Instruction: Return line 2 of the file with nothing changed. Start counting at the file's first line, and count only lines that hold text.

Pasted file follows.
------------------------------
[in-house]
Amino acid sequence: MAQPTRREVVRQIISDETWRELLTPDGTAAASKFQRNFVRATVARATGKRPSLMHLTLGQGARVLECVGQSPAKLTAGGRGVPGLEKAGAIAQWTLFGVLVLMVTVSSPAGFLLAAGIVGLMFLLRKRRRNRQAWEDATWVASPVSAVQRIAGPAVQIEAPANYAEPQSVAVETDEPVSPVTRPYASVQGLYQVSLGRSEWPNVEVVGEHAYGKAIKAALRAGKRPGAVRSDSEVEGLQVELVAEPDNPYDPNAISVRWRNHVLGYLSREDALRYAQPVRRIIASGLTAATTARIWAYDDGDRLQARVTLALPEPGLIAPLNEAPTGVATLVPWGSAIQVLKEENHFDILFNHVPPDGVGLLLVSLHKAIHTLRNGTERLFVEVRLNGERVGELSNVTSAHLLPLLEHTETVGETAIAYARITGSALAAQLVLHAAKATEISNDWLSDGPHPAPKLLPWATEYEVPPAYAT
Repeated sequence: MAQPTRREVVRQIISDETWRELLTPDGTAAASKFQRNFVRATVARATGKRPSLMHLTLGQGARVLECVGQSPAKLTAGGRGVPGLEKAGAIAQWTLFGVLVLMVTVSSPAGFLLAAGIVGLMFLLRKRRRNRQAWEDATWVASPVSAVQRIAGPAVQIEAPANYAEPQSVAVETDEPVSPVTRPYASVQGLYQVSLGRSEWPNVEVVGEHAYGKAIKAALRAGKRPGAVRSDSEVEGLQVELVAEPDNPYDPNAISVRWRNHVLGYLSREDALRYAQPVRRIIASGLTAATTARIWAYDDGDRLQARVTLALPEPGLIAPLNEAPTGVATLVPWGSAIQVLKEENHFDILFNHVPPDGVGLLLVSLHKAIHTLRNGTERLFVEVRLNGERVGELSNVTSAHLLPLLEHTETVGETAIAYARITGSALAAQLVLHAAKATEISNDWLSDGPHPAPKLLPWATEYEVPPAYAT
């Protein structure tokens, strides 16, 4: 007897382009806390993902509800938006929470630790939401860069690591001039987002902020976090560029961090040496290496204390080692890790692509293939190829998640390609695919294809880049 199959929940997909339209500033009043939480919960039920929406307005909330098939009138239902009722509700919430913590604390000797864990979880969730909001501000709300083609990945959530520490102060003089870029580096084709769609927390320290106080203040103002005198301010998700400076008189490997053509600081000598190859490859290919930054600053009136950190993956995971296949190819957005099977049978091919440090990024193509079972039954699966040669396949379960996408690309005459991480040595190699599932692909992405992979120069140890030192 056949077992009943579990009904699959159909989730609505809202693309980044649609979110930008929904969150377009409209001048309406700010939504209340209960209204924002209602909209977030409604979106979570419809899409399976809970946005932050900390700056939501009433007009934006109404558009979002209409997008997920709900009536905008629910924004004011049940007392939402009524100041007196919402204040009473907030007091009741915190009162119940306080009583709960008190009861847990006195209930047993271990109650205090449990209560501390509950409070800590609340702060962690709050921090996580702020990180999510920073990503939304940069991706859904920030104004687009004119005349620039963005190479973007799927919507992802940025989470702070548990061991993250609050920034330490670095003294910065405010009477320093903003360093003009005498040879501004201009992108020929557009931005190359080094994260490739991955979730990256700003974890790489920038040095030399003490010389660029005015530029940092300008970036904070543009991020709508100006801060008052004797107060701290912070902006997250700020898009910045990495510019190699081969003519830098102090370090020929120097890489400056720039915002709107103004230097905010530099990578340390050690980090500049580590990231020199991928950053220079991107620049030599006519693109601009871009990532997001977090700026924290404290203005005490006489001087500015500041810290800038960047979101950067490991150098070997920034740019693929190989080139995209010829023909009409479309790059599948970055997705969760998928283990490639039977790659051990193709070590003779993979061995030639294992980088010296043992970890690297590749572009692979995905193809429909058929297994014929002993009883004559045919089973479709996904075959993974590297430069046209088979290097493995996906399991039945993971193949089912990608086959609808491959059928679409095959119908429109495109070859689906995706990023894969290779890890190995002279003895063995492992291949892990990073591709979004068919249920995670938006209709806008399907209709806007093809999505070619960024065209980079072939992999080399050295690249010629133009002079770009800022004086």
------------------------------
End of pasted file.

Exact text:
Amino acid sequence: MAQPTRREVVRQIISDETWRELLTPDGTAAASKFQRNFVRATVARATGKRPSLMHLTLGQGARVLECVGQSPAKLTAGGRGVPGLEKAGAIAQWTLFGVLVLMVTVSSPAGFLLAAGIVGLMFLLRKRRRNRQAWEDATWVASPVSAVQRIAGPAVQIEAPANYAEPQSVAVETDEPVSPVTRPYASVQGLYQVSLGRSEWPNVEVVGEHAYGKAIKAALRAGKRPGAVRSDSEVEGLQVELVAEPDNPYDPNAISVRWRNHVLGYLSREDALRYAQPVRRIIASGLTAATTARIWAYDDGDRLQARVTLALPEPGLIAPLNEAPTGVATLVPWGSAIQVLKEENHFDILFNHVPPDGVGLLLVSLHKAIHTLRNGTERLFVEVRLNGERVGELSNVTSAHLLPLLEHTETVGETAIAYARITGSALAAQLVLHAAKATEISNDWLSDGPHPAPKLLPWATEYEVPPAYAT